If I was to pass on advice to an expectant mum, I would say 1st read everything you can about breastfeeding, educate yourself, there are some brilliant websites and facebook groups out there - The Normalising Nursing in Public League is one of them (http://www.facebook.com/NNIPL?ref=ts ). Take it 1 feed at a time and congratulate yourself after every feed. Don't listen to people who aren't supportive, and trust your instincts.

If you can consider donating your extra milk to a sick kids or premature unit. It's a very worthwhile cause (http://www.ukamb.org/donor.html ). There is also a group on facebook for mother to mother milk sharing (http://www.facebook.com/HM4HBUK ).

Mandy, mummy to 2. Livingston, West Lothian, Scotland.

Tuesday, July 19, 2011

Off Topic Tuesday: The journey counts as well!

Warning: Picture and discussion of c-section and birth trauma. This may be difficult or offensive for some. 

I'm a birth advocate. I had planned on having a natural, drug free birth for both my children. I was educated on the downfalls of epidurals and c-sections and I knew I didn't intend on having either.

Unfortunately, that was not the case. With my first daughter, Olivia, I was induced at 34 weeks. My cervix was as high and closed tight as could be. My body was NO where near preparing for her birth yet. They did every method they could to give me a vaginal delivery. I feel confident that they really did try. However, after about 48 hours of labor I had only dilated 4 cm (and had been 4 cm for about 20 hours with NO change). In comes the word I was terrified to hear. "C-section". I. Was. HEARTBROKEN! I sobbed so uncontrollably that I missed her entire birth and remember very little of it except the fact that my anesthesia was overdone and my throat closed up. So not only was I having a c-section but I was choking on my own spit. Good times.

In comes pregnancy number 2. The minute I see my OB, I tell her flat out that I AM having a VBAC. Not that I want a VBAC...no no, I am HAVING a VBAC. Even once I was diagnosed with pre-e (again, sigh) I was still determined that I would have a VBAC. I was NOT having another c-section and nothing anyone said was going to change that.

Enter stage right: Christa in high risk hospital at 28 weeks. 


I believe it was 3 days before I actually ended up delivered they told me I couldn't be induced because I'd had a previous c-section and in order to induce me, my cervix had to be softened (naturally). There was only one way to induce (safely) a previous c-section patient. I argued. Oh how I argued. Every SINGLE doctor in that hospital knew who I was because I talked to them all. Finally, after having FOUR people come into my room (including the highest of the high at Abbott) I finally had to accept that I would be having another c-section. Again, positively heartbroken. I did end up having a somewhat healing c-section experience (My Birth Story) but it was still a c-section.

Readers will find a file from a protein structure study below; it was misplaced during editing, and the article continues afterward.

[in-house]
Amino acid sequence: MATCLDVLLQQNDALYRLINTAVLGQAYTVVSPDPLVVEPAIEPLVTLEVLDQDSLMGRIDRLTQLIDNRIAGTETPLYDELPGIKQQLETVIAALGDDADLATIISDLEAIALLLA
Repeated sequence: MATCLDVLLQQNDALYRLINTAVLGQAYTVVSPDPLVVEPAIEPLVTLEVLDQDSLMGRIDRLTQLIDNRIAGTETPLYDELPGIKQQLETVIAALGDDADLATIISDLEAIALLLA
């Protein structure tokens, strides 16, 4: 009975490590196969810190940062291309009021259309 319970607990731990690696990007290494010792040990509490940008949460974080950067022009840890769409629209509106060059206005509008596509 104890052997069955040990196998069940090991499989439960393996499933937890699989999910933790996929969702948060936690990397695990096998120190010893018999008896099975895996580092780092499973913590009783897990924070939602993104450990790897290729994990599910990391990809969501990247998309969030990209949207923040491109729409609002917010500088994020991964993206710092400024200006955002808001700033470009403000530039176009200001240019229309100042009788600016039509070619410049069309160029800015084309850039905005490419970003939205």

9.5 months later, everything is great. I have 2 beautiful daughters who are healthy and you really couldn't tell the difference between them and a baby who was born vaginally. Olivia is extremely intelligent and Ella is a fat girl.



So, why should it matter how they were born? Why do I still feel like I've missed so much  because I had 2 c-sections and premature births if they are fine, healthy, intelligent and beautiful?

Because the journey counts as well. That's why. For so many of us, especially the girls here at The Good Letdown, pregnancy and delivery is a beautiful thing that we feel passionate about. The journey of childbirth is not something we see as this horrible, painful thing. It's a beautiful journey that women take. For me, it was a terrifying moment of my life that has caused me much grief and many emotional scars. So when people say "But you have 2 beautiful daughters, it shouldn't matter how they were born" my answer to them is that "while the destination IS the most important, to me the journey (of birth) is almost as important". It makes me all the more passionate about educating women on their bodies and the effects of c-sections and premature birth.

I will always grieve my loss. Because for me, that's what it was, a loss of pregnancy, a loss of a natural birth, a loss of a normal experience. My c-section scars are not just a physical scar but an emotional one as well. One that will take a long time to fade, but will never fully go away.


July Cloth Diaper Giveaway Winner!

And the winner of the Sew Is Your Baby cloth diaper is..... Adrienne Yorba Burdett Nielsen!!!!! Congratulations to you! Visit http://www.sewisyourbaby.com/ and pick out what diaper you'd like. Please email us your selection and address to thegoodletdown@gmail.com and claim your prize within 72 hours or a new winner will be selected.

(the random generator was done out of 76, I'm not sure why the max changed to 100 when I copied the image over here, but I promise it was 76 when I did it!)
True Random Number Generator 72Powered by RANDOM.ORG

Monday, July 18, 2011

I'll Admit it... I Judge When I See Formula...